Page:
' Class<?> theClass;
Constructor<?> constructor; '
3. class MyClass is written at the end of 'Demo.java', and that works fine. However, when I try to move MyClass to a new file, 'MyClass.java' (in the same directory as 'Demo.java') and make it a public class, it does not work.. what am I doing wrong?

Answers:
1. You can, if you want. Just make sure your files are in a directory structure that matches the package structure.
2. No particular reason, you can do it either way. I tend to use import for multiple references, but a fully qualified name if I use it just once.
3. I don't know what you're doing wrong there. It should work just the same with a public class in another file. Maybe something to do with your use of packages???

A quick after-thought...
if the class you want to instantiate is in a package you need the fully-qualified name of the class in your Class.forName(...), eg Class.forName("javax.swing.JLabel"). import won't help because the name is resolved at runtime.

import java.io.*;
import java.util.*;
import java.lang.reflect.*;

public class myProgram
{
  public myProgram()
  {    
    // print greeting statement
    System.out.println("Hello " + System.getProperty("user.name") + ".");
     
      String command = getInput();
      execute(command);
      System.out.println(""); // a blank line as a spacer
    
    
  }
  
  public String getInput()
  {
     String input = "";
     System.out.print("> ");
     BufferedReader reader = new BufferedReader(new InputStreamReader(System.in));
     
     try
     {
        input = reader.readLine();
           
     } catch (Exception e) {}
     
     return input;
  }

 private void execute(String input)
  {
    String arg = input;
    
     Class<?> theClass;
     Constructor<?> constructor;
     Object newObject;
    
      try {
         theClass = Class.forName(arg);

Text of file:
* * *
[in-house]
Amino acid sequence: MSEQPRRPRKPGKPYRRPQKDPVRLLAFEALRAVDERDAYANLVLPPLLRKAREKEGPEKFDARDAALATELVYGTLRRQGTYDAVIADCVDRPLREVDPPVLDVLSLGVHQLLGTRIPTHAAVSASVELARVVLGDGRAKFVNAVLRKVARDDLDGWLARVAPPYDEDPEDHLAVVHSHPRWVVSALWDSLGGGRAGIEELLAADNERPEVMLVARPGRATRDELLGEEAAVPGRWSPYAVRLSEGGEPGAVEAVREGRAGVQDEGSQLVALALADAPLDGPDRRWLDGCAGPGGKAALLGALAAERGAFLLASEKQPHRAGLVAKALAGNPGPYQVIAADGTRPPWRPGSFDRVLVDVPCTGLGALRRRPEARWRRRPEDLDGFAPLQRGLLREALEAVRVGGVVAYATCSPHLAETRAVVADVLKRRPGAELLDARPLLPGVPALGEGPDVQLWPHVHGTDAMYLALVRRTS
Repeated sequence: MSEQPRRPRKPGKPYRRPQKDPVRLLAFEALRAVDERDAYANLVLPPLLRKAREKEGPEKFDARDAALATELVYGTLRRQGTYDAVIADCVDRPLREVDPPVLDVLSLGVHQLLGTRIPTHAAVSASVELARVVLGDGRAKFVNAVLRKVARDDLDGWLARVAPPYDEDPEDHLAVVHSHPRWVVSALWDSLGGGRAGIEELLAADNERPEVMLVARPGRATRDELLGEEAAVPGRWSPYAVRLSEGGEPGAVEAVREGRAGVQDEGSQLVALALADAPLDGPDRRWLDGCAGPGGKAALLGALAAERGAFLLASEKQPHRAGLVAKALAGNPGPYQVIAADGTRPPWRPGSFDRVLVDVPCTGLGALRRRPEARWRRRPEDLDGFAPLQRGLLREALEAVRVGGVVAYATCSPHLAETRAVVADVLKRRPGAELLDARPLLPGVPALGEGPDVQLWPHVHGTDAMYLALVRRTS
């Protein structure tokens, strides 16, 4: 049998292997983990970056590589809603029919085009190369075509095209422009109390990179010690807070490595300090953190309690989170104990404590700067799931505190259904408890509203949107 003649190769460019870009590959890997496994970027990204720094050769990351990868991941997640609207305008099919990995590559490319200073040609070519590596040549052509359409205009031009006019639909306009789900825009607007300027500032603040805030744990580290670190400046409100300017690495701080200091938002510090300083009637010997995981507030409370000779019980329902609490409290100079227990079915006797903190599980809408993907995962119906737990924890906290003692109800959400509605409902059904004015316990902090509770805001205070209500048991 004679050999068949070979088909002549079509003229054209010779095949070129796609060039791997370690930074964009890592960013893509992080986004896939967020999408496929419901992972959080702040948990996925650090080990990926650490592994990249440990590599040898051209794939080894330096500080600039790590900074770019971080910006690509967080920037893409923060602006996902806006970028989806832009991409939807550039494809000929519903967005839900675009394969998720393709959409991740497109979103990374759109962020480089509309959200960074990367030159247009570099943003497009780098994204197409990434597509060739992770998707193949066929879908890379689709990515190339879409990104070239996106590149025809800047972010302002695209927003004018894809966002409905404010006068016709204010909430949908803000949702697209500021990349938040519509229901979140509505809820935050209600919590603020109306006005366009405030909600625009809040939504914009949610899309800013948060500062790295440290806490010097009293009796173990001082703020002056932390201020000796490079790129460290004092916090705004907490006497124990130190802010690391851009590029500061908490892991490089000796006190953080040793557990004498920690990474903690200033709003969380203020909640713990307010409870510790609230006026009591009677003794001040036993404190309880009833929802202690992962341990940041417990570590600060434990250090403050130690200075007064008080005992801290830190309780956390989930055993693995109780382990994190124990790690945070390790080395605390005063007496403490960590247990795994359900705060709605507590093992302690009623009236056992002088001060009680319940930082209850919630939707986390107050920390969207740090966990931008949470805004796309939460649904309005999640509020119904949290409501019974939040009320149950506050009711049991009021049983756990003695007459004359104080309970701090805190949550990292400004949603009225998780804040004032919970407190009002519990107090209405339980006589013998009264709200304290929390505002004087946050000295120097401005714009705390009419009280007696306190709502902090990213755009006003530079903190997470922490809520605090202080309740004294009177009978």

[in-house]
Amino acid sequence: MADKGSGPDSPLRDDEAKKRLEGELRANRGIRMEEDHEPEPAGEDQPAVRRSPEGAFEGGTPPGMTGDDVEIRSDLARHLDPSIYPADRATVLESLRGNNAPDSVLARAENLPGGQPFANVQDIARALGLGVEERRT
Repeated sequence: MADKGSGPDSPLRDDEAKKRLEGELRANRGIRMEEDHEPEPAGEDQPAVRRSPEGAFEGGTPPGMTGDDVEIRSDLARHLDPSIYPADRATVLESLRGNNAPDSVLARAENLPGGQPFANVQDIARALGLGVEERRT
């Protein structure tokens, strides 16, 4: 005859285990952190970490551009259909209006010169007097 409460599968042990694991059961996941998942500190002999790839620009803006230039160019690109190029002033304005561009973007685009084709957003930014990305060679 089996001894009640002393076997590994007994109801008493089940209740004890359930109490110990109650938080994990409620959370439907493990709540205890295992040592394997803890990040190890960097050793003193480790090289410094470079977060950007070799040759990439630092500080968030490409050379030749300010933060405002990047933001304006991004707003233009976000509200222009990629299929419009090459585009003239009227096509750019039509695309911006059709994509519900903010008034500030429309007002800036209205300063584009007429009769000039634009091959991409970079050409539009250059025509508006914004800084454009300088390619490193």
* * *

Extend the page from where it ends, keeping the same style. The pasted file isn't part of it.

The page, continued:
constructor = theClass.getConstructor();
         newObject = constructor.newInstance();
 
      } catch (Exception e) {
         e.printStackTrace();
      }
   }
 
 public static void main(String[] Args)
 {
   new myProgram(); 
 }

}

class Exit
{
  public Exit()
  {
    System.out.println("Hello World!");
  }
}

input:
Exit

output:
Hello World!

ok, this works. (yay) but, a few questions..
1. if I have the default class "Exit" implementing any interfaces, they do not work.. why? Can I implement an interface?
2. If I try to write 'Exit' as a public rather than default class in it's own file and then just import it, this does not work... how what directory structure or other thing(s) will fix this?
3. (I think the answer to this question will answer all of the questions) In your 'afterthought' you said that I was having some problems because of my use of packages... I currently have 'myProgram' and 'Exit' in a folder that I added to my classpath... is that not how to do this?

those were more broad questions, they do not have specific errors that they cause.

But here is a new question:
When I write

package repository.myProgram

in the beginning of the above code, (which does work in like, any other case) I get the following error:
java.lang.ClassNotFoundException
at edu.rice.cs.plt.reflect.PathClassLoader.findClass(PathClassLoader.java:148)
at java.lang.ClassLoader.loadClass(ClassLoader.java:306)
at java.lang.ClassLoader.loadClass(ClassLoader.java:247)

and a lot more of the same kind of message... what is happening to cause this? '~/repository' is on my classpath, and I havent had a problem with it before.. help?

ava.lang.ClassNotFoundException

What is the full name of the class not found? That should be printed out so you can see it easily.

Where is the class file and what package is it in and where is the classpath pointing when the program is executed?

Folder structure must match complete package name, so

package repository.myProgram
public class MyClass

means the classpath must contain
repository/myProgram/MyClass.class

Edited 5 Years Ago by JamesCherrill: n/a

no, not solved sry, my computer crashed X/

anyway, I start with the lines:

package repository.myProgram;

import repository.myProgram.commands.*;

also, the CLASSPATH does contain ~/repository

and ~/repository contains ~/repository/myProgram/myClass

Should I have ~/repository/myProgram/commands on the PATH (and/or the CLASSPATH) to make the classes contained be reflectable?

The PATH is used by the OS to find commands like javac and java. You only set this once when the location of a command changes and the OS needs to find it.

The CLASSPATH is used by javac and java to find the definitions for classes. This needs to be set every time you execute java or javac so they can find class definitions.

Edited 5 Years Ago by NormR1: n/a

This article has been dead for over six months. Start a new discussion instead.